She eagerly turned into the driveway. “Please, please have a warm bed and soft pillow.”
Fishing inside the glove box, she found the key that had been included with the paperwork from their lawyer. Clutching it tightly in her palm, she grabbed her purse and overnight bag from the passenger seat, braced herself, and exited the car.
The moment she left cover, merciless raindrops besieged her on all sides, soaking her hair and clothing in a matter of seconds. Sprinting toward the house, she sloshed through several puddles before stumbling up the slippery steps, finding a modicum of refuge on the expansive front porch.
She fumbled with the key a few moments before bursting inside, slamming the door against the maniacal wind that seemed to have a personal vendetta.
Panting, she leaned against the doorframe in the darkness, collecting her wits as water dripped from her shoulder-length hair, pooling by her wet sneakers.
In the dim moonlight, she could barely make out the ghostly outline of a staircase a few feet ahead. She opened her purse for the flashlight on her phone, then remembered the battery died.
She fought against tears of exhaustion—tears that would affirm she’d made a terrible mistake.
Nadia was right. She’d been so focused on running away, she had no idea what she’d run toward.
So far, the trip was shaping up to be a colossal disaster.
After dropping her duffel, she peeled off her drenched jacket.
A loud thump, then a clatter came from somewhere upstairs.
Abby froze, fear gluing her feet to the floor.
Was someone in the house?
Her breath remained lodged somewhere in her lungs as she dug inside her purse for her Taser.
She’d heard of squatters moving into vacant houses, but the possibility hadn’t occurred to her until this moment. Inching toward the bottom of the stairs, she switched off the safety feature, tucking herself against the wall.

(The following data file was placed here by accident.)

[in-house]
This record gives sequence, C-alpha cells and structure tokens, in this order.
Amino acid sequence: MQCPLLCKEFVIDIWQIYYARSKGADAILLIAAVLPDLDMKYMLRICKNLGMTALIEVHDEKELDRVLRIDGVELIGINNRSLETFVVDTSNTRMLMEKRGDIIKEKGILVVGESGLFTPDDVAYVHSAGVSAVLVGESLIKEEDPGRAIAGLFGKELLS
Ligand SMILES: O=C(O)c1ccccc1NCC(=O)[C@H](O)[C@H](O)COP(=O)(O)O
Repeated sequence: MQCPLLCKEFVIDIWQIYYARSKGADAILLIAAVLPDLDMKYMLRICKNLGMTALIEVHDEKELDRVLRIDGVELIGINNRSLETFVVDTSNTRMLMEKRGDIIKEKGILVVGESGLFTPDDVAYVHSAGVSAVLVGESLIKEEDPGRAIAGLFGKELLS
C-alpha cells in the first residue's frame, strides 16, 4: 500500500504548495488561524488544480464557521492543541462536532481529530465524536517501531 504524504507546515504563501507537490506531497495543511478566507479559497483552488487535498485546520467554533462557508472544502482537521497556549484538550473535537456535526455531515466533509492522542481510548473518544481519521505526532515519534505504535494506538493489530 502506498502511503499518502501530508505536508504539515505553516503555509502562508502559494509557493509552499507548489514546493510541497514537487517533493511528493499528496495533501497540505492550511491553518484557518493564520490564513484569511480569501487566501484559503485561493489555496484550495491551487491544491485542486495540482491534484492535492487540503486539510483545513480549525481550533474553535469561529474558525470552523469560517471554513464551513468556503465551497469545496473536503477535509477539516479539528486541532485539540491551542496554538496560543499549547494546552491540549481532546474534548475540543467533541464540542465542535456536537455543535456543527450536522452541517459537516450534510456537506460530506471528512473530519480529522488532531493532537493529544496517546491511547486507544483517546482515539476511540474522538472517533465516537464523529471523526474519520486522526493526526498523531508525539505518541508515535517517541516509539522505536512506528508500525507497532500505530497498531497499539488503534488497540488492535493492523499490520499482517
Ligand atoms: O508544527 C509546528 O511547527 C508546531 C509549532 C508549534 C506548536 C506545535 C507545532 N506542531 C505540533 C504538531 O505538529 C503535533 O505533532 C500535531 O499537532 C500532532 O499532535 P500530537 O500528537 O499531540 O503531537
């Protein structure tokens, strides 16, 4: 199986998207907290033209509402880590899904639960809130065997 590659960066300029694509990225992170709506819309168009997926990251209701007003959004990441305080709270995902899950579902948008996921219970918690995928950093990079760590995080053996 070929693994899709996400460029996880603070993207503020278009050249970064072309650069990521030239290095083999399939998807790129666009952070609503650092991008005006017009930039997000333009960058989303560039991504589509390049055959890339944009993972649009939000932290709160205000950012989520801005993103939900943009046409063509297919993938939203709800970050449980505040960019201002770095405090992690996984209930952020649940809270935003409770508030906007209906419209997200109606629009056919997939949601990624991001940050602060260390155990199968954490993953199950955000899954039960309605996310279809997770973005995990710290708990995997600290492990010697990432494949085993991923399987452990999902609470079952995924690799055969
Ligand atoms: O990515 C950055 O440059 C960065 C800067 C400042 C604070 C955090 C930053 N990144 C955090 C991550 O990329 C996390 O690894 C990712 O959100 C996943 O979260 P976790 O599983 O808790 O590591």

Growing up in a not-so-great part of Chicago, Abby wasn’t a stranger to taking care of herself. Plus, Donnie had made a point to teach her combat maneuvers. But the reality of executing the self-defense techniques in an actual life-and-death scenario sprouted beads of sweat on her already damp forehead.
More than anything, she wanted to go home.
She wanted Donnie.
A creak on the staircase sent her heart scrambling into her throat, and she fought the urge to squeeze her eyes shut.
Stay calm. Stay focused.
The dark figure slowly descended the steps, and her fear ratcheted with each imperceptible sound—another creak, the thud of a weighty gait.
This was it… the intruder was almost upon her.
No time to back out now.
When the shadow drew within arm’s length, she inhaled a sharp breath and lunged forward, ramming the Taser against bare flesh.
A man’s guttural cry ricocheted off the walls and a heavy body hit the ground.
Logan wasn’t sure which hurt worse, the cattle prod to the rib cage or his face getting cozy with the hardwood floor. Either way, he wouldn’t let his attacker get away with the cheap shot.
His fingers curled, prepared to fight back.
“Who are you? And what are you doing here?” a strong yet feminine voice demanded in the darkness.
His assailant was a woman?
He hadn’t seen that coming. But then, he hadn’t seen the electrified metal prongs before they’d zapped him, either.
Whoever this woman was, she had gumption.
Detecting the faintest warble of fear in her words calmed his self-preservation instincts and he uncoiled his fist.
“Logan Mathews. I live here. Who are you?” He rolled onto his back, but didn’t get up, in case the movement provoked her again. While he was pretty sure a standard-issue Taser couldn’t cook his vital organs, he didn’t want to risk it.
“Abigail Preston. I own this house.”
He squinted, straining to glimpse her features in the shadows. But although he couldn’t see her face, a clear picture formed in his mind.
Abigail Preston… Donnie’s wife.
In all the years they’d served together in the Air Force, no other man had been prouder of his better half than Donnie. Even in boot camp, he’d taped a photo of her above his bed for everyone to see. Nothing crass or inappropriate, like some of the other guys posted.
I n fact, all things considered, the snapshot had been fairly simple—a dark-haired woman at some restaurant, but Donnie couldn’t remember which one. She held a glass of ice water in one hand, her head thrown back, laughing at something Donnie said. As he told it, late afternoon sunlight had hit her just right, creating a halo effect. She’d looked so beautiful, so captivatingly blissful, he’d snapped a photo to preserve the memory.